Among the various scientific departments under the direct control of the Central government, the Department of Health Research (DHR), an important arm within the Ministry of Health and Family Welfare, received the fewest funds to carry out research and development in the priority areas of national health and epidemics.
More shockingly, only Rs seven crore has been earmarked this year for the development of tools and support to prevent outbreak of pandemics like coronavirus. Last year, that amount was Rs six crore. And this is just one aspect of the poor state of the country's health research system.
The DHR, in its demand for grants document, argued that low allocation under the head of developing tools and support to prevent outbreaks is primarily due to specific proposals received from states, medical colleges and research institutes for supply of diagnostic kits, training of staff, collection of samples and procurement of reagents for testing samples.
The DHR's main organisation, the Indian Council of Medical Research (ICMR) is at the forefront of the ongoing battle against COVID-19 and is responsible for establishing a network of research labs to manage epidemics and natural calamities also known as Viral Research and Diagnostic Laboratories (VRDLs).
The health research budget last year was Rs 1,950 crore and of that, ICMR received Rs 1,552 crore. This year, there is a slight increase in the budget for health research: Rs 2,100 crore has been allocated.
Interestingly, the ICMR had asked for more money to establish additional VRDLs and set up new Multi-Disciplinary Research Units (MRUs) in Medical Colleges to enhance the capacity for early identification and diagnosis of all viral infections.
The ICMR asked for Rs 2,300 crore this year but it was allocated only Rs 1,795 crore, which created a shortfall of Rs 669 crore. In comparison, the US National Institutes of Health (NIH) is spending more than $39 billion annually on health research. The Organization for Economic Co-operation and Development (OECD), an intergovernmental economic body with 36 member countries, observed in its 2019 report that India's total public spending on health care stands below 1.5 percent of GDP, which is alarming.
This scarce amount to set up diagnostic laboratories sets back viral research in several ways. The ICMR has to set up 19 new viral research laboratories and 10 multi-disciplinary research units in medical colleges this year, besides carrying out trials and other research work like high-risk pathogens that can be used in bio-terrorism and investigation into outbreaks like COVID-19.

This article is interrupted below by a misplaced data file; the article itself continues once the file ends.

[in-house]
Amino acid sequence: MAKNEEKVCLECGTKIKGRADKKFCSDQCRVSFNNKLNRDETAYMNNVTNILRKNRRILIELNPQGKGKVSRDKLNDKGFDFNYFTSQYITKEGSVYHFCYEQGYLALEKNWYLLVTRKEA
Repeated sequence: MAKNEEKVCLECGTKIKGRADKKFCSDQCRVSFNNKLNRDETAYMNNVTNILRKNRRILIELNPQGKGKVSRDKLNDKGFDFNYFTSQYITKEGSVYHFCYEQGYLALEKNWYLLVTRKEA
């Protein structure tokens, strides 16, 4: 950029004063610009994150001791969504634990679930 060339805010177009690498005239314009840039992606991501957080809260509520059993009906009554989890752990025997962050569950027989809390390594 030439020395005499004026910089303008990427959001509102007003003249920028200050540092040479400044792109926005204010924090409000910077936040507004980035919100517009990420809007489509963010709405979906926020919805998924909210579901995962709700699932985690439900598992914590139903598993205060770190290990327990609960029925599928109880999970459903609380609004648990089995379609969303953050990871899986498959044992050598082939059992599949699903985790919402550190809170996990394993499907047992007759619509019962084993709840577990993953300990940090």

The DHR data shows 106 VRDLs are functional, far too few for a country of 130 crore people. And, as far COVID-19 test are concerned, in January, only 10 labs were equipped to conduct testing for coronavirus. On 11 February, the DHR told the Cabinet six more labs were being provided with necessary requirements to initiate testing soon.
This is precisely the reason why so few tests have been conducted — and so slowly — for COVID-19. So far, ICMR carried out 820 random sample tests to determine community spread. Last year too, the proposal for scaling up budget to set up new laboratories to manage epidemics and national calamities was met with a cold response. Initially, Rs 80 crore was allocated for new labs, but it was reduced to Rs 73 crore in the revised budget estimate.
The DHR data reviewed by Firstpost shows the department equally shares the blame for such low expenditure on research and creation of infrastructure to deal with outbreaks like COVID-19. Last year, the DHR was able to utilise merely 78 percent of its budget allocated by the government.
As far as establishing new laboratories for testing new threats, the budget utilisation was even lower: at 74 percent. Then there is perennial bureaucratic quagmire which delayed submission of proposals for new labs and considerable time taken by the concerned medical colleges to allocate space for multi-disciplinary research units.
Till December 2019, multi-disciplinary units have been established in only 80 government medical colleges across the country. According to government data, the country has approximately 384 medical colleges in various states. The government can simplify the procedures for sanctioning new projects, but that has not been done.
ICMR had also proposed to take up the projects to establish viral labs network in command hospitals under Indian Army to ensure that armed forces are prepared to detect viruses that can be used by enemy countries for bio-terrorism. However, the government needs to invest more money in ICMR and overall health research sector in order to achieve the targets.
Updated Date: Mar 20, 2020 16:03:25 IST